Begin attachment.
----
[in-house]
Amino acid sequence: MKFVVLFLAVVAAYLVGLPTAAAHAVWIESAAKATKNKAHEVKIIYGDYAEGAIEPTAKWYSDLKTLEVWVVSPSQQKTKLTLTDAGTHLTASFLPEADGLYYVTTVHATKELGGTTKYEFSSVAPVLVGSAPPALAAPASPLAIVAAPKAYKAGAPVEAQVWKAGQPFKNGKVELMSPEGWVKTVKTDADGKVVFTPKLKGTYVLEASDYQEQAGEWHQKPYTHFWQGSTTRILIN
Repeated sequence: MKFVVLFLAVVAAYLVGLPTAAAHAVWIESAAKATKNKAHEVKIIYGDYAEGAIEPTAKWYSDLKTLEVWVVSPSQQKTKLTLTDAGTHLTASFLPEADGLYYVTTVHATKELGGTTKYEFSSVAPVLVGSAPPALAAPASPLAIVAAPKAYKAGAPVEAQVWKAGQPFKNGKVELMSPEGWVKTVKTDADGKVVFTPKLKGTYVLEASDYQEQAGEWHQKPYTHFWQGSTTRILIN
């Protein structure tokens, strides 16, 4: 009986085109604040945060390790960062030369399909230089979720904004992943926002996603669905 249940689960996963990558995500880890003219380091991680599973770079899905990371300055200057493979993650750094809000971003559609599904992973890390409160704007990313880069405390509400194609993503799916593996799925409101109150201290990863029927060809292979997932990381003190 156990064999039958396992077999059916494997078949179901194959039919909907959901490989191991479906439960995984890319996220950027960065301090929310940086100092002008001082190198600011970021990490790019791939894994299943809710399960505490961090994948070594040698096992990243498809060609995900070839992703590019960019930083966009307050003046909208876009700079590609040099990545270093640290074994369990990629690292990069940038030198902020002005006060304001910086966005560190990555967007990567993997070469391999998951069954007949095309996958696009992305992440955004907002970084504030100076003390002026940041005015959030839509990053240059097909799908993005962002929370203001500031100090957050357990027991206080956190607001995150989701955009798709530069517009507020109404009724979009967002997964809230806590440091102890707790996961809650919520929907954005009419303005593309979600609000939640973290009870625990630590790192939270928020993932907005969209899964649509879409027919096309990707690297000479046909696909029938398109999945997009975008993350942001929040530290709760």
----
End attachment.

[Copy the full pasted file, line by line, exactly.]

[in-house]
Amino acid sequence: MKFVVLFLAVVAAYLVGLPTAAAHAVWIESAAKATKNKAHEVKIIYGDYAEGAIEPTAKWYSDLKTLEVWVVSPSQQKTKLTLTDAGTHLTASFLPEADGLYYVTTVHATKELGGTTKYEFSSVAPVLVGSAPPALAAPASPLAIVAAPKAYKAGAPVEAQVWKAGQPFKNGKVELMSPEGWVKTVKTDADGKVVFTPKLKGTYVLEASDYQEQAGEWHQKPYTHFWQGSTTRILIN
Repeated sequence: MKFVVLFLAVVAAYLVGLPTAAAHAVWIESAAKATKNKAHEVKIIYGDYAEGAIEPTAKWYSDLKTLEVWVVSPSQQKTKLTLTDAGTHLTASFLPEADGLYYVTTVHATKELGGTTKYEFSSVAPVLVGSAPPALAAPASPLAIVAAPKAYKAGAPVEAQVWKAGQPFKNGKVELMSPEGWVKTVKTDADGKVVFTPKLKGTYVLEASDYQEQAGEWHQKPYTHFWQGSTTRILIN
């Protein structure tokens, strides 16, 4: 009986085109604040945060390790960062030369399909230089979720904004992943926002996603669905 249940689960996963990558995500880890003219380091991680599973770079899905990371300055200057493979993650750094809000971003559609599904992973890390409160704007990313880069405390509400194609993503799916593996799925409101109150201290990863029927060809292979997932990381003190 156990064999039958396992077999059916494997078949179901194959039919909907959901490989191991479906439960995984890319996220950027960065301090929310940086100092002008001082190198600011970021990490790019791939894994299943809710399960505490961090994948070594040698096992990243498809060609995900070839992703590019960019930083966009307050003046909208876009700079590609040099990545270093640290074994369990990629690292990069940038030198902020002005006060304001910086966005560190990555967007990567993997070469391999998951069954007949095309996958696009992305992440955004907002970084504030100076003390002026940041005015959030839509990053240059097909799908993005962002929370203001500031100090957050357990027991206080956190607001995150989701955009798709530069517009507020109404009724979009967002997964809230806590440091102890707790996961809650919520929907954005009419303005593309979600609000939640973290009870625990630590790192939270928020993932907005969209899964649509879409027919096309990707690297000479046909696909029938398109999945997009975008993350942001929040530290709760």